We occupy the between space.

The border.

Living and loving between bullets, walls, tax brackets and water-cooler TV episodes, environmental catastrophes and celebrity gossip.

Enamored by a million screens that promise everything and deliver nothing, our collective dream languishes in a stampede, a flight to the future. This dreaming America haunts our multi-story parking garages and cul-de-sacs.

– Nevona, A: Agility Sec Op 3

One of the key elements of this series is time. Linearity. Past and present. Can it bend? Is time malleable? The Ouroboros is a symbol I’ve used in the logo for the punk rock club, The InterZone and is also integrated into Anton’s ocular implant. His Ouro eye. Similarly, “Year Future” in the title’s subhead is based on the concept of another “now” or rather some parallel reality. A shortly lived punk band from Los Angeles of the same name, helmed by Sonny Kay, also inspired Year Future. Sonny is renown for his visual and album art for artists such as Omar Rodriguez Lopez, Glitch Mob, Le Butcherettes and respected for the work done with his indie record label Gold Standard Labs. I saw Sonny perform with Angel Hair (back when the Internets got birthed) in Denver and have been following each of his projects closely since. The VSS. Subpoena the Past and of course, Year Future. I wanted to have a better understanding of why he chose that name and why it still strikes me as particularly relevant, especially in relation to CS.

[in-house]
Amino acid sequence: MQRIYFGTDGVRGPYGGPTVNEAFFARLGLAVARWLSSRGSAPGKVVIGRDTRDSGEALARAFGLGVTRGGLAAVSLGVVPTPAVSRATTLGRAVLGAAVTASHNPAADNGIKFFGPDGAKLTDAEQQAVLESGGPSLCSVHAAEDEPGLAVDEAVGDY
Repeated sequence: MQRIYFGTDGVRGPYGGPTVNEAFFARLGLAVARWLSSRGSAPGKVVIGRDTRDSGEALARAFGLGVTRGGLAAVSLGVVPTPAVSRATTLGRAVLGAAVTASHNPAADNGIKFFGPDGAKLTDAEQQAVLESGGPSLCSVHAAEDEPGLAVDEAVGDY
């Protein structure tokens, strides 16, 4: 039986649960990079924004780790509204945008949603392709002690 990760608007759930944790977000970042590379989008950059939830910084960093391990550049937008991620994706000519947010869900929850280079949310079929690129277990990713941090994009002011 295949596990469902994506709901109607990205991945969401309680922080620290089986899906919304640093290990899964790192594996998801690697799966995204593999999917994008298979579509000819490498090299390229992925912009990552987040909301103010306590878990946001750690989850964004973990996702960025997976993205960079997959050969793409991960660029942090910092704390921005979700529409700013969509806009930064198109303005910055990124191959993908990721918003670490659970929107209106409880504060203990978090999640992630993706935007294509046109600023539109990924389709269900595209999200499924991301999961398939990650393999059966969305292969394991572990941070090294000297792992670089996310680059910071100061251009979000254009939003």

SR: What inspired the band name, “Year Future”?

Sonny Kay: I don’t remember now which came first, the band name or the song “Each Others Futures” which we came up with right around the same time. Time as a concept, as a linear mechanism, has always concerned me to one degree or another – before YF I was in a band called Subpoena the Past. Not entirely sure what it’s all about, but I think I just conceive of it as something more profound than a lot of other people.

I’m good with trivial dates, remembering the exact sequence of events in my family’s life 25 years ago, that kind of thing. My mom and sisters are constantly asking me how and why I remember half the shit I do.

Anyway, to answer your question, the band name came out of the desire for something that sounded less cynical and (hopefully) less cliché than the average punk band name. I as the lyricist, at least, was genuinely trying to focus the band’s attention (and that of whatever tiny audience we had) specifically on the future – on the consequences of all the bullshit going on [presently]. In that way, we were no more original than – take your pick – Crass, The Clash, Propagandhi…It was just, for me, the first time I’d felt OK with doing something overtly political – cryptic as it may admittedly have all been). I also thought the name was something that could deliver a pretty coherent idea of where we were coming from, at least lyrically, to people who wouldn’t ever be interested in ever actually hearing the band. In hindsight I can’t remember why that mattered! I also can’t remember the other name contenders, but I do remember saying the phrase out loud and Jim, our drummer and the other driving force in the band’s “aesthetic” early on, just kind of went “Yes”.

Thanks Sonny!

Sonny and his old band mates from the VSS will be hitting the road this fall for a bit of the ol’ in and out. Get your info on VSS here http://thevss.com/circuits.html

And check out all of Sonny’s art at http://sonnykay.com/